*** Thursday’s “The Daily Rundown” line-up: NBC’s Chuck Todd will interview former Rep. Jim Kolbe (R-AZ) regarding Governor Brewer’s veto of SB 1062. Plus, White House Senior Advisor Valerie Jarrett joins Chuck to discuss President Obama’s “My Brother’s Keeper” initiative. Then, we’ll continue our week long look into Florida politics with former Senator Mel Martinez (R-FL) and The Tampa Bay Times’ Adam Smith and Chuck will interview Rick Weiland on his campaign to be South Dakota’s next senator.
*** Thursday’s “Jansing & Co.” line-up: Guest host Ari Melber interviews USA Today’s Washington Bureau Chief Susan Page, The Washington Post’s Jackie Kucinich, Republican Strategist John Feehery, Democratic Strategist Steve Elmendorf, MSNBC.com’s National Reporter Trymaine Lee, and Howard Bragman, Chairman of Fifteen Minutes Public Relations. Also, Ari will interview Maxey Scherr, Texas Democratic Candidate for US Senate.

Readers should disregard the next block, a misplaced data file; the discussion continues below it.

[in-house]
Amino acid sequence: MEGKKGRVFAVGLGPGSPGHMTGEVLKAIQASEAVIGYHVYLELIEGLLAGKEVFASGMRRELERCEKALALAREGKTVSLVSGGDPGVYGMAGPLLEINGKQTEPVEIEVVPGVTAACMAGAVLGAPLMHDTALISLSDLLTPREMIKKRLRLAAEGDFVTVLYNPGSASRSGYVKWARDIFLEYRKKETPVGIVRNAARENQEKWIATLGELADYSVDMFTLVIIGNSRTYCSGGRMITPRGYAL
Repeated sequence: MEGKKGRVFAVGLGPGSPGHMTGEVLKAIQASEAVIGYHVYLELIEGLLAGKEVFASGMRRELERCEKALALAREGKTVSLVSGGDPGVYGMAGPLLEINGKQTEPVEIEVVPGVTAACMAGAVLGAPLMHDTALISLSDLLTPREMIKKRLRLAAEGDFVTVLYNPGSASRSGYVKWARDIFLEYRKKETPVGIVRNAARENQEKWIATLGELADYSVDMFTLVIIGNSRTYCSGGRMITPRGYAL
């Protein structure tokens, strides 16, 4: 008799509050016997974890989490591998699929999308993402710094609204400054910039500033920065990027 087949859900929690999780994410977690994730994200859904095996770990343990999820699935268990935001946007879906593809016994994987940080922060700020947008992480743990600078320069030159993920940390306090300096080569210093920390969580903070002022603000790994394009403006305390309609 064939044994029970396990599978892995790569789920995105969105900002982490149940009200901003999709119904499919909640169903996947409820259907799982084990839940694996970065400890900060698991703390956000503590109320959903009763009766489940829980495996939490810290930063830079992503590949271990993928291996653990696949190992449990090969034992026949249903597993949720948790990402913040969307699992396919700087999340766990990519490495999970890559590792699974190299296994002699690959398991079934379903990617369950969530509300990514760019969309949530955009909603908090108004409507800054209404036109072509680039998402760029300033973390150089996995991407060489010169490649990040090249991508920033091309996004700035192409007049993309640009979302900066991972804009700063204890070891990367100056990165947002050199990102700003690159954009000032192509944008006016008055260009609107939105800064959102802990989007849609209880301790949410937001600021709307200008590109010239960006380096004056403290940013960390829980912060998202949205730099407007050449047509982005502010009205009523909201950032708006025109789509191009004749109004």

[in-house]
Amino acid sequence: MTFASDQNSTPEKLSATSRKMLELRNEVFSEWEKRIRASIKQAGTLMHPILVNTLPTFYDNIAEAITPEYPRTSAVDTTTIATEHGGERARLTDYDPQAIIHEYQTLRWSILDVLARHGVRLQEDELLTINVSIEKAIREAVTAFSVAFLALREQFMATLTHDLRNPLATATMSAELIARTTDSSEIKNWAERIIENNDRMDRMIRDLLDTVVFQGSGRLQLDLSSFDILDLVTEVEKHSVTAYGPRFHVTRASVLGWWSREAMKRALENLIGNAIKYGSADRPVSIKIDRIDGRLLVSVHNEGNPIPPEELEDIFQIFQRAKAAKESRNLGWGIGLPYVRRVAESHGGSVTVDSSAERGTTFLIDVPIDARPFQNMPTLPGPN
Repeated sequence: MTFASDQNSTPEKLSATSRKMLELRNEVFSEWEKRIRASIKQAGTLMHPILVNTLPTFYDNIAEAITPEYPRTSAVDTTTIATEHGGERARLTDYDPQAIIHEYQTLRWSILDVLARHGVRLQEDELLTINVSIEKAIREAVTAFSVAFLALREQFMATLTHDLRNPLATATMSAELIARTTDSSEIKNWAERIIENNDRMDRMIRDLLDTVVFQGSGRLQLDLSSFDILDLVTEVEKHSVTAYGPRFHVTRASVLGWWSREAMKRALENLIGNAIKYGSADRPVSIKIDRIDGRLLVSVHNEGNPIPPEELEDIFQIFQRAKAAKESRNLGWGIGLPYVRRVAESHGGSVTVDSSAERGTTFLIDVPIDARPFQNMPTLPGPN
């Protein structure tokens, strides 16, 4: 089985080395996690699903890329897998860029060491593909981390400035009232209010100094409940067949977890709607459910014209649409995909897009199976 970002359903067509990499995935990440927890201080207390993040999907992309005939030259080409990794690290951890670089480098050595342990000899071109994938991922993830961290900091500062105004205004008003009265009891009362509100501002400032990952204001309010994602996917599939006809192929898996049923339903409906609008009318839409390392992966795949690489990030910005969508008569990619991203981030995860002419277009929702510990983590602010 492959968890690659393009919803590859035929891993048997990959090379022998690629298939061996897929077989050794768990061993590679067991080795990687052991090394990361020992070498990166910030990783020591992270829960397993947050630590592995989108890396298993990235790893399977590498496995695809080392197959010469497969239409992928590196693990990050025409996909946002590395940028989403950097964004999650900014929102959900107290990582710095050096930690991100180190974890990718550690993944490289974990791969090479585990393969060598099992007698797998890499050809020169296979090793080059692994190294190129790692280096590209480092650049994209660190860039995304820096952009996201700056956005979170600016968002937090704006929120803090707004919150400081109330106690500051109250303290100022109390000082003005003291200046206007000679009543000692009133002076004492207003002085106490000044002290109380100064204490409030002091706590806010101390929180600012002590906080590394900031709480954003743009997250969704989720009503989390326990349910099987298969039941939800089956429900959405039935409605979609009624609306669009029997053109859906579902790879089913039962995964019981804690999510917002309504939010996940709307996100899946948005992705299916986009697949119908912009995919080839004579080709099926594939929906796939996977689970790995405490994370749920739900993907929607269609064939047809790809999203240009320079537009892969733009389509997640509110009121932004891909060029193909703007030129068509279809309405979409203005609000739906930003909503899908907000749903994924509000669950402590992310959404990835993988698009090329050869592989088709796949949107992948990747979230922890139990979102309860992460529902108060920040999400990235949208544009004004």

*** Thursday’s “Andrea Mitchell Reports” line-up: NBC’s Andrea Mitchell interviews NBC’s Richard Engel, Sen. Tom Coburn (R-OK), Sen. Patty Murray (D-WA), the Washington Post’s Chris Cillizza, Brady Campaign Chair Sarah Brady, Brady Campaign Pres. Dan Gross, and Medal of Honor recipient Santiago Erevia.